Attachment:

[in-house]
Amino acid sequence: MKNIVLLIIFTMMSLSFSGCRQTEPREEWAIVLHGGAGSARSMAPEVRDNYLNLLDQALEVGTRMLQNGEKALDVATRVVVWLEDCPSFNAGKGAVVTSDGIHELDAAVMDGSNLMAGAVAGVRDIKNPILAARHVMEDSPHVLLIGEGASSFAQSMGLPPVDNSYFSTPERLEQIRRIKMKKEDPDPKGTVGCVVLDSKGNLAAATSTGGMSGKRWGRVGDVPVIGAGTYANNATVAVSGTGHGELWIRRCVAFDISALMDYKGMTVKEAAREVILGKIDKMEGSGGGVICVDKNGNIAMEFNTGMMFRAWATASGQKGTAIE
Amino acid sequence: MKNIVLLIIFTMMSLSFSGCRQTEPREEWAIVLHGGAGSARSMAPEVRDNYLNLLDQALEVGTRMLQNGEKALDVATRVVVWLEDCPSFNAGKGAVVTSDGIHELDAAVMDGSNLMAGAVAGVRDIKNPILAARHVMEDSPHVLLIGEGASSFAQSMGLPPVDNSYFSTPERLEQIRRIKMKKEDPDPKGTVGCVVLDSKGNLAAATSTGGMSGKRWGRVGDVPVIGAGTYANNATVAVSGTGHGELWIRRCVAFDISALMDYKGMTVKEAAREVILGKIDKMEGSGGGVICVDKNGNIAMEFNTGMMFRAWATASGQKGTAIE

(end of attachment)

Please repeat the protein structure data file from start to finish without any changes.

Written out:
[in-house]
Amino acid sequence: MKNIVLLIIFTMMSLSFSGCRQTEPREEWAIVLHGGAGSARSMAPEVRDNYLNLLDQALEVGTRMLQNGEKALDVATRVVVWLEDCPSFNAGKGAVVTSDGIHELDAAVMDGSNLMAGAVAGVRDIKNPILAARHVMEDSPHVLLIGEGASSFAQSMGLPPVDNSYFSTPERLEQIRRIKMKKEDPDPKGTVGCVVLDSKGNLAAATSTGGMSGKRWGRVGDVPVIGAGTYANNATVAVSGTGHGELWIRRCVAFDISALMDYKGMTVKEAAREVILGKIDKMEGSGGGVICVDKNGNIAMEFNTGMMFRAWATASGQKGTAIE
Amino acid sequence: MKNIVLLIIFTMMSLSFSGCRQTEPREEWAIVLHGGAGSARSMAPEVRDNYLNLLDQALEVGTRMLQNGEKALDVATRVVVWLEDCPSFNAGKGAVVTSDGIHELDAAVMDGSNLMAGAVAGVRDIKNPILAARHVMEDSPHVLLIGEGASSFAQSMGLPPVDNSYFSTPERLEQIRRIKMKKEDPDPKGTVGCVVLDSKGNLAAATSTGGMSGKRWGRVGDVPVIGAGTYANNATVAVSGTGHGELWIRRCVAFDISALMDYKGMTVKEAAREVILGKIDKMEGSGGGVICVDKNGNIAMEFNTGMMFRAWATASGQKGTAIE